I anticipate maybe having to play with the woofer alignment, but then again maybe not.

    With the stuffing they are currently pretty darn clos to critically damped (0.5). This may well suit them because I intend to place them in bookshelves. But I am curious to hear the difference with the alignment closer to flat (0.707).

    Leave a comment:


  • dlr
    replied
    Originally posted by gregrueff View Post
    I couldn't figure out a way to overlay the two measurements in the OmniMic program and show the phase of both, so I guess we just have to compare the two side-by-side like this?
    I have an improved (UI changes) version of this, haven't uploaded yet, busy with other things, but you can use this version to see magnitude and phase of any number of measurements.

    WinGraph

    dlr

    Leave a comment:


  • rpb
    replied
    Have you played them much yet?

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  • gregrueff
    replied
    Originally posted by shudson105 View Post
    Just found this post by accident and it looks quite fascinating. I've always had an interest in the exotic and was looking around for something to inspire me on my latest project. I have Zaph's Bargain Mini that I was considering turning into a 3-way using this same DA215 woofer. With the Bargain Mini, it has a 4" woofer and the tiny Aura NT1 tweeter. I am really curious about the baffle/waveguide.....wondering if I should build it out of wood like you did or cut it out of felt or even foam. You did this really cool design, but I see companies like Wilson using felt with a star pattern specifically to breakup cancellations and help with off-axis behavior.
    Hey cheers, and welcome to the party!
    The Duelund concept looks exotic, and it really thrives for math geeks who like perfectly solved systems (and I'm one of those guys who couldn't for the life of me replicate or produce the polynomials, but that's a different issue..) but in practice just resembles a second-order-acoustic-slope speaker with a lot of overlap between drivers.

    Zaph's work taught me a lot and the way he was willing to post to teach others was admirable (and appreciated), but he really trended towards 4th order slopes as in that Bargain Mini. The driver in that system has some decent break-up going on starting at 7 kHz, so you can see why. You might be hard pressed to mold that driver into this concept, but you can still add the bottom end of the DA215 to it if you wanted. Inevitably, someone will advise you that's a risky proposition without a decent plan though.

    I will say though, I'm a bit conflicted on the ideal choice for the midrange driver in this type of system.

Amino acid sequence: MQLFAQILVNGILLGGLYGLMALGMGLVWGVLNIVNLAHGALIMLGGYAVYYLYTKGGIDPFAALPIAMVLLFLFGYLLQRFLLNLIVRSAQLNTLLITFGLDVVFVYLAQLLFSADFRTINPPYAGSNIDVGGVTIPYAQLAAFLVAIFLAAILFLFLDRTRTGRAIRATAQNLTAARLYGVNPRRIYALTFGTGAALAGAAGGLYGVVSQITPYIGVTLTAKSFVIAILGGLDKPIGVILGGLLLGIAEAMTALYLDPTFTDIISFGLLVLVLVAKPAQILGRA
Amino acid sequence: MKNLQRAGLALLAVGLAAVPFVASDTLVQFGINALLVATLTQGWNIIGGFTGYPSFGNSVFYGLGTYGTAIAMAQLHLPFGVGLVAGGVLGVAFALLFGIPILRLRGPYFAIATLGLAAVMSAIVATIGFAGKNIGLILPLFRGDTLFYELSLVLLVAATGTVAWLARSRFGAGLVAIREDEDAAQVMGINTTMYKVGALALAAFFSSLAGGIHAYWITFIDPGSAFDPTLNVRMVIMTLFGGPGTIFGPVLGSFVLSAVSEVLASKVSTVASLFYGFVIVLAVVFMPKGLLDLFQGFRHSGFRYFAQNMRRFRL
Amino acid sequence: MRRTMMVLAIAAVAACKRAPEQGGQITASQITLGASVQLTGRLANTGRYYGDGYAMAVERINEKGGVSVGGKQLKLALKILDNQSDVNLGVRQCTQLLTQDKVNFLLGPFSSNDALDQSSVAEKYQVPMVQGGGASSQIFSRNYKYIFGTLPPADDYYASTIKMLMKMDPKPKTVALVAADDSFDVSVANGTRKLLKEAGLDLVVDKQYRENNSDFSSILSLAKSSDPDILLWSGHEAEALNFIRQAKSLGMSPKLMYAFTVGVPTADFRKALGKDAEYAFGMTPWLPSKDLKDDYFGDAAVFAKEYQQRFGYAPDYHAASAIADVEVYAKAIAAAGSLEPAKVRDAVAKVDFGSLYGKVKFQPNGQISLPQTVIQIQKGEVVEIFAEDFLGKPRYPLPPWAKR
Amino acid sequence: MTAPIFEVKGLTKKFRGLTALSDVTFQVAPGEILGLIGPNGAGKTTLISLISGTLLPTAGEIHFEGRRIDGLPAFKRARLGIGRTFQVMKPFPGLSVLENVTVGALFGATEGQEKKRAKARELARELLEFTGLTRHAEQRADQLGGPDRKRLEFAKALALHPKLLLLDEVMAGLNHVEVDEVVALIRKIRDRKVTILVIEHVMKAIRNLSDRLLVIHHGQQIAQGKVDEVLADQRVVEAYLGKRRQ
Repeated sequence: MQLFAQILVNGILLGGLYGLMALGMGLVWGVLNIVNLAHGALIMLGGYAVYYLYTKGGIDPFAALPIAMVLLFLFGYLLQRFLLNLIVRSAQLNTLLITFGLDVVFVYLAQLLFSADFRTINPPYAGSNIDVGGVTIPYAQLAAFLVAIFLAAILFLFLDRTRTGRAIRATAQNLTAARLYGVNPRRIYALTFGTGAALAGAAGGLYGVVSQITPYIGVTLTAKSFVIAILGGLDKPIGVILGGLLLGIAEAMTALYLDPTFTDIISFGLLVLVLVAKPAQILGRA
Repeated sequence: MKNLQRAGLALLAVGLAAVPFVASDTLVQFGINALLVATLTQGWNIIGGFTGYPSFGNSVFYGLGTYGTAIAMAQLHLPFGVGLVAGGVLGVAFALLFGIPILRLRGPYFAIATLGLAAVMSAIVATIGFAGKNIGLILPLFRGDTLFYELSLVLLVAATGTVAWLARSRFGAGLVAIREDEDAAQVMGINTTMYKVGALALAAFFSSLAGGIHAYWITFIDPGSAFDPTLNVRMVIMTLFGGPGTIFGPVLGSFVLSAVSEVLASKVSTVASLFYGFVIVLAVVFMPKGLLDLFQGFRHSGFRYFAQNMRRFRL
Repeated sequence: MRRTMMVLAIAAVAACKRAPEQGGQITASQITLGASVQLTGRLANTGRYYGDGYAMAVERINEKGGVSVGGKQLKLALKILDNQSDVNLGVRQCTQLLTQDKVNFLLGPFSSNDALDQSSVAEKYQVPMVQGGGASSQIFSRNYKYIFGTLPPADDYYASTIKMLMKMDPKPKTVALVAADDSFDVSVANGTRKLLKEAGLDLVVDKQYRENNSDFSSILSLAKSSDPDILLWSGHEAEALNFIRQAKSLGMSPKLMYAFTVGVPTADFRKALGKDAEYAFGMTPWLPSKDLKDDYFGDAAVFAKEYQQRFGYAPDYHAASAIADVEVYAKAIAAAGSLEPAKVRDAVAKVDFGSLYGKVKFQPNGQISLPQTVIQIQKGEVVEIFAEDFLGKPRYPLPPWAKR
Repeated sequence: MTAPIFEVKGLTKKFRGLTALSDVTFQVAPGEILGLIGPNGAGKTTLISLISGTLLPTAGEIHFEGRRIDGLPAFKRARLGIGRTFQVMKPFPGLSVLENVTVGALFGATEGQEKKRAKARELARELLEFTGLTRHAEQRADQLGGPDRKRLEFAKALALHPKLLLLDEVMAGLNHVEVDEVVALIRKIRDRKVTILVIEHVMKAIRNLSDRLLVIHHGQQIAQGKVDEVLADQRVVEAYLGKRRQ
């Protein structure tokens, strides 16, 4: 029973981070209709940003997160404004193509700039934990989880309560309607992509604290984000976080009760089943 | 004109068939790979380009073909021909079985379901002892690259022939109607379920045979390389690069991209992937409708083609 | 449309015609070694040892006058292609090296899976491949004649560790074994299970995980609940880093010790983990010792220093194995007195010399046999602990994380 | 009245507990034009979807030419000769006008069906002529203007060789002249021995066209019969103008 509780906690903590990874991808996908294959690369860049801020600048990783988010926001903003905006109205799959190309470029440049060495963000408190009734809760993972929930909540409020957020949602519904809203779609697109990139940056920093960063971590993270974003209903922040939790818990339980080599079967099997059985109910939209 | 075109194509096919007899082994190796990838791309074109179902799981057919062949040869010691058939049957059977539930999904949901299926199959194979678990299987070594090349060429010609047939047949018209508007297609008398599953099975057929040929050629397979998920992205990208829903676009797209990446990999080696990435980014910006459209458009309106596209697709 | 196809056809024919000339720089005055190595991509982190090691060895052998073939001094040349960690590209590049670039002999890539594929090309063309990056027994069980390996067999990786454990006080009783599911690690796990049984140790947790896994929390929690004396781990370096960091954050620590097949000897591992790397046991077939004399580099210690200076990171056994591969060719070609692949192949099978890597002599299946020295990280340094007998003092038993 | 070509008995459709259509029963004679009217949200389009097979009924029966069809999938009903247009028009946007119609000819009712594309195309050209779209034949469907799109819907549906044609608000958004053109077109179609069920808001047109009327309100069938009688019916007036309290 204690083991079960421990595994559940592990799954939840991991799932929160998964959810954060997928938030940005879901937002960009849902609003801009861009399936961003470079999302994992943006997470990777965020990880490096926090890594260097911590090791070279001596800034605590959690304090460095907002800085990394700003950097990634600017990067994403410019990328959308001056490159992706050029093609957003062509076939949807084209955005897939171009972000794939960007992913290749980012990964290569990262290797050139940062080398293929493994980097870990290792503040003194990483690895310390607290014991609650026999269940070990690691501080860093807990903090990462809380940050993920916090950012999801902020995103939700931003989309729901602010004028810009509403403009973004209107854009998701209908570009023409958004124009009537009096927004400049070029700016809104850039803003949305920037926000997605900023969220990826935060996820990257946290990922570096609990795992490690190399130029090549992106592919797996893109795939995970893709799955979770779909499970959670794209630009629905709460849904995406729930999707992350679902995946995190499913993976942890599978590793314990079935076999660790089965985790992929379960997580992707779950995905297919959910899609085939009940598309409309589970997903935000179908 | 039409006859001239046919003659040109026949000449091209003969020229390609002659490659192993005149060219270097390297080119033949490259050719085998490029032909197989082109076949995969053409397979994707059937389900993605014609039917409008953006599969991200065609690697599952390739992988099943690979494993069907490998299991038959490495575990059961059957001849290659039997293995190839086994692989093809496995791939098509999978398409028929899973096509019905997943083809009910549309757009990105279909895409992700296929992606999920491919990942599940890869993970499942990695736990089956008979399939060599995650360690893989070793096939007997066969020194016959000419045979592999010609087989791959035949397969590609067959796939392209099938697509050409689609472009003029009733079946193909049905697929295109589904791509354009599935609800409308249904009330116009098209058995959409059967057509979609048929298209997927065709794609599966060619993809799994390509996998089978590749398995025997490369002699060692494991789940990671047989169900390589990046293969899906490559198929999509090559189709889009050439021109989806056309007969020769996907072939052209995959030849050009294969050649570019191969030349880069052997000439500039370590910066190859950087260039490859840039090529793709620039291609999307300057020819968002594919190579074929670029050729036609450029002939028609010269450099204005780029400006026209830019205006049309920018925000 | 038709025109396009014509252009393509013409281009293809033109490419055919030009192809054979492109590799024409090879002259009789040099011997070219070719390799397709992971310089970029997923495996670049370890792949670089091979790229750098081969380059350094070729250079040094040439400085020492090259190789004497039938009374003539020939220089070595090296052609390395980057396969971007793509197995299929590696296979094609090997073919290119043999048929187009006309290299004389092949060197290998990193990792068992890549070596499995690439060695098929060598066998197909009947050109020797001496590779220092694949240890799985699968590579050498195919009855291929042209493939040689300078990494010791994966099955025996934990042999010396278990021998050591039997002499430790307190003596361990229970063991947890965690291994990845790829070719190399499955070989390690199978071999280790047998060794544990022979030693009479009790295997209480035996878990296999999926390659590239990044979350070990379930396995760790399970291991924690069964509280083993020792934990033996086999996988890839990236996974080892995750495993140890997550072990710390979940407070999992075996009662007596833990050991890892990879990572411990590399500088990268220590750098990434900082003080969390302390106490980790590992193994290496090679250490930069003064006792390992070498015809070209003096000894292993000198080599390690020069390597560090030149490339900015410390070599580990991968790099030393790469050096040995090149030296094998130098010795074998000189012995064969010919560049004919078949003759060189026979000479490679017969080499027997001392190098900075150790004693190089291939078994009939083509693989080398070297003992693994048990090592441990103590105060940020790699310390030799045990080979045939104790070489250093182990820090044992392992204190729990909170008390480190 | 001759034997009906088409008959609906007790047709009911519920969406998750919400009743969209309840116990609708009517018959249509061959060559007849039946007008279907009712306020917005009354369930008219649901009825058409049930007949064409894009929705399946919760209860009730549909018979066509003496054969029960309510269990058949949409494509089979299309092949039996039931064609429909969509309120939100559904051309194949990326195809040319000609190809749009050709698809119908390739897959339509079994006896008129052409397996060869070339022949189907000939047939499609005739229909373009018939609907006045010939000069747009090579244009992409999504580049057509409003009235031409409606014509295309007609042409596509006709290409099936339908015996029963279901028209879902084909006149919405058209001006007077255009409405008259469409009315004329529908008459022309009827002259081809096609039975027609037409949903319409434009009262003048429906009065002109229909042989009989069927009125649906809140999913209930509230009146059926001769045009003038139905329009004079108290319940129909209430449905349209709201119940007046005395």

On the one hand, a 3" with a smaller diameter plays well with the upper integration with the tweeter and the vertical lobe.
    But a 4" plays so much better down low and allows for a lower crossover point for approximately equal HD. The MCM 55-1853 in your Bargain Mini system likely has the leg up there.

    Leave a comment:


  • shudson105
    replied
    Just found this post by accident and it looks quite fascinating. I've always had an interest in the exotic and was looking around for something to inspire me on my latest project. I have Zaph's Bargain Mini that I was considering turning into a 3-way using this same DA215 woofer. With the Bargain Mini, it has a 4" woofer and the tiny Aura NT1 tweeter. I am really curious about the baffle/waveguide.....wondering if I should build it out of wood like you did or cut it out of felt or even foam. You did this really cool design, but I see companies like Wilson using felt with a star pattern specifically to breakup cancellations and help with off-axis behavior.

    Leave a comment:


  • gregrueff
    replied
    Originally posted by rpb View Post
    If you are still set up to measure, I'd check off axis to see if anything odd shows up. Also, you can turn the speaker sideways for measurements, and measure above and below (ie vertical stuff), and you should see some reverse nulls there too at xo frequencies.
    Excellent suggestion on the measurement technique!

    It's way easier to reposition the cabinet on the stand than move the mic.

    Click image for larger version

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    This is a comparison of 45 deg off-axis down versus 45 deg. off-axis up.
    These off-axis angles were chosen because a pretty deep null manifests in both directions that is easy to identify and track.
    The fact that these nulls are approximately at the same magnitude, but also shifted in frequency by 500 Hz is consistent with a model that has the acoustic origin of the drivers off by about 3.5mm. (i.e. I can replicate this exact behavior in PCD by playing with the Z Offset)
    This sounds like a lot, but that only equates to a 3.16 deg. downward tilt on the vertical lobe (which is what is actually happening).

    This is very interesting!
    Because while I still consider the phase tracking excellent, it can be improved.
    If I modify the tweeter cap from 3.9 uF to 3.3 uF, both the reverse null deepens and the +45 deg & - 45 deg nulls converge in frequency.

    I feel like I'm close to splitting hairs at this point though. I can almost shift an entire 1.0 degree just by playing with component tolerance.

    Good stuff.

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  • Wolf
    replied
    I meant as in #2. Thanks.
    Wolf

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  • rpb
    replied
    If you are still set up to measure, I'd check off axis to see if anything odd shows up. Also, you can turn the speaker sideways for measurements, and measure above and below (ie vertical stuff), and you should see some reverse nulls there too at xo frequencies. They usually show up around 45 degrees or so. No need to post them, but it's a good confirmation that things are as expected. Then, if you hear something you question, you will have more measurements to look back at for possible causes.

    Leave a comment:


  • gregrueff
    replied
    Oh okay.
    This is a new analysis technique to me, so sorry if I'm not understanding.

    Click image for larger version

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    Click image for larger version

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    I couldn't figure out a way to overlay the two measurements in the OmniMic program and show the phase of both, so I guess we just have to compare the two side-by-side like this?

    Am I understanding you guys correctly?

    Leave a comment:


  • Chris Roemer
    replied
    I think Ben means phase on the drivers.

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  • gregrueff
    replied
    Originally posted by Wolf View Post
    You aren't showing the phase plots, Greg. Reverse Null is good, but phase plots would be better.
    Wolf
    I'm being dense, but do you mean this one:
    Click image for larger version

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    Or this one:
    Click image for larger version

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    Leave a comment: